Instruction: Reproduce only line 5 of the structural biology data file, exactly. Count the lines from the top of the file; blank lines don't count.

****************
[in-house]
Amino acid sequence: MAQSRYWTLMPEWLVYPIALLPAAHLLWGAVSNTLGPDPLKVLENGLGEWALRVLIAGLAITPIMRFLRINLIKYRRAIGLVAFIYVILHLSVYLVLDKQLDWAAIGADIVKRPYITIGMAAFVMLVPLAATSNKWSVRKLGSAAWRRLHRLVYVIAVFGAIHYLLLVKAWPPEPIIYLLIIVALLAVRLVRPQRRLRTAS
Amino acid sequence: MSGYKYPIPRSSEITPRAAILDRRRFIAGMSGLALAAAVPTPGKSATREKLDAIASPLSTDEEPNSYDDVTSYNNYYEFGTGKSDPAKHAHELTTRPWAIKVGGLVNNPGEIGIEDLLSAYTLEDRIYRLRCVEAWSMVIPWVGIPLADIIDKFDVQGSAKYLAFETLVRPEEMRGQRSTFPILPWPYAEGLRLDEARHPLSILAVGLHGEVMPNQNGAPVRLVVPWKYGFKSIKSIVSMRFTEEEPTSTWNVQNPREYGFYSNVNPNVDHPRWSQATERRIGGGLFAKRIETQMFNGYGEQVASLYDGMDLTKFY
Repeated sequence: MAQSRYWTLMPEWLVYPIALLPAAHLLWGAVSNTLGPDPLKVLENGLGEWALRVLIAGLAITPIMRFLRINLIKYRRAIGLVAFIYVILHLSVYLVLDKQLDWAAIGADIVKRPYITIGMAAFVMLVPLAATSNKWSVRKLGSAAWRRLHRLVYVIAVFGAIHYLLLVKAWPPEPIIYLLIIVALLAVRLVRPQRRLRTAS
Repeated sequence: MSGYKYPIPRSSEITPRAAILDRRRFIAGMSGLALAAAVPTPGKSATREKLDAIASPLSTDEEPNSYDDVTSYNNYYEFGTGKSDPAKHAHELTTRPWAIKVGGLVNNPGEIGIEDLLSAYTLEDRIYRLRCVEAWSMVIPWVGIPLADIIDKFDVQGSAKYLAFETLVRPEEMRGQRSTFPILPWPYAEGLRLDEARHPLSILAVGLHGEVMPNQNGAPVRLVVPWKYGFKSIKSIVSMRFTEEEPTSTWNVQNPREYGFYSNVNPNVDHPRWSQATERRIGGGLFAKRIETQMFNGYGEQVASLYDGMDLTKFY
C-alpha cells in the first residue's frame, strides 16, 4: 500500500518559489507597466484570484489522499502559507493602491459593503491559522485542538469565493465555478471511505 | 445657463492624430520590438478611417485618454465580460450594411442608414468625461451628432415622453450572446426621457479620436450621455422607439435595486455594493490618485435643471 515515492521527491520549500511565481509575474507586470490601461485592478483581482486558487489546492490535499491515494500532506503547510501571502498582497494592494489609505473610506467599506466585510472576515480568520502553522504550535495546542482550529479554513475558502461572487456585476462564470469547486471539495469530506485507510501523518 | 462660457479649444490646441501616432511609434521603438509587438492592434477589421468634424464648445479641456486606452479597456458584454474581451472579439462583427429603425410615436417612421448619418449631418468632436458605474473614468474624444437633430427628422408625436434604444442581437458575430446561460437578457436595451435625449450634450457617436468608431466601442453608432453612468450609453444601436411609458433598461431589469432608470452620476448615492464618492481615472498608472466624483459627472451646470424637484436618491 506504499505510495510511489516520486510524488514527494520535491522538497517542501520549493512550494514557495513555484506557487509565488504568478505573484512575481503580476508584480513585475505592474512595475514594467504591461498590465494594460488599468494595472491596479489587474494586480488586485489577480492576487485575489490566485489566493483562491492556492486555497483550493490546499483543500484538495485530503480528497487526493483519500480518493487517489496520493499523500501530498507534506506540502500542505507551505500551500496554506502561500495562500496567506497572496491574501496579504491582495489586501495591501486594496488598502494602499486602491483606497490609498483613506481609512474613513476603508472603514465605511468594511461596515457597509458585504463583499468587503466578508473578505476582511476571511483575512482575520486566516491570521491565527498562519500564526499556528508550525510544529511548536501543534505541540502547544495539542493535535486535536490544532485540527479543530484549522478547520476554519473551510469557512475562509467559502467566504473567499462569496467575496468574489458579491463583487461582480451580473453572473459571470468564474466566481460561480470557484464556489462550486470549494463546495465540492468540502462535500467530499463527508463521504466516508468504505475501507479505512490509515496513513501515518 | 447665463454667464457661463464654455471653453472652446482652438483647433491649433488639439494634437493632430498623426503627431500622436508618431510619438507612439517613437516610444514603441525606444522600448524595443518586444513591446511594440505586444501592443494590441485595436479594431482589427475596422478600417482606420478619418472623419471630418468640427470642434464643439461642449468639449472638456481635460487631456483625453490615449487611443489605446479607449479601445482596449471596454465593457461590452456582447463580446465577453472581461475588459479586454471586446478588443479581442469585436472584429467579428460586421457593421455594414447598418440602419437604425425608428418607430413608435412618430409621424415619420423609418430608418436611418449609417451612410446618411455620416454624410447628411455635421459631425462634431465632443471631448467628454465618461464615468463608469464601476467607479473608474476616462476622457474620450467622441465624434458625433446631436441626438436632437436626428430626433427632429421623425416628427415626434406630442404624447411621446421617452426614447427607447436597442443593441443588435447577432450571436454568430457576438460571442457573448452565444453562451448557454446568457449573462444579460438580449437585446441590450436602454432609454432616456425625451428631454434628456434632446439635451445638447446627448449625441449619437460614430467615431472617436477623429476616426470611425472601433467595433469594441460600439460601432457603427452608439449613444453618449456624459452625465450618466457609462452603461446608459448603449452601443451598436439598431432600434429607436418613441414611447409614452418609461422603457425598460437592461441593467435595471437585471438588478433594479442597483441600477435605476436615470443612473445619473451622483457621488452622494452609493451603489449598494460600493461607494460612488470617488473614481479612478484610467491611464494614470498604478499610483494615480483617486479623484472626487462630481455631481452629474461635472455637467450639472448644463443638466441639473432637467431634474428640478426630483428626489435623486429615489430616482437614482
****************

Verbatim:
Repeated sequence: MSGYKYPIPRSSEITPRAAILDRRRFIAGMSGLALAAAVPTPGKSATREKLDAIASPLSTDEEPNSYDDVTSYNNYYEFGTGKSDPAKHAHELTTRPWAIKVGGLVNNPGEIGIEDLLSAYTLEDRIYRLRCVEAWSMVIPWVGIPLADIIDKFDVQGSAKYLAFETLVRPEEMRGQRSTFPILPWPYAEGLRLDEARHPLSILAVGLHGEVMPNQNGAPVRLVVPWKYGFKSIKSIVSMRFTEEEPTSTWNVQNPREYGFYSNVNPNVDHPRWSQATERRIGGGLFAKRIETQMFNGYGEQVASLYDGMDLTKFY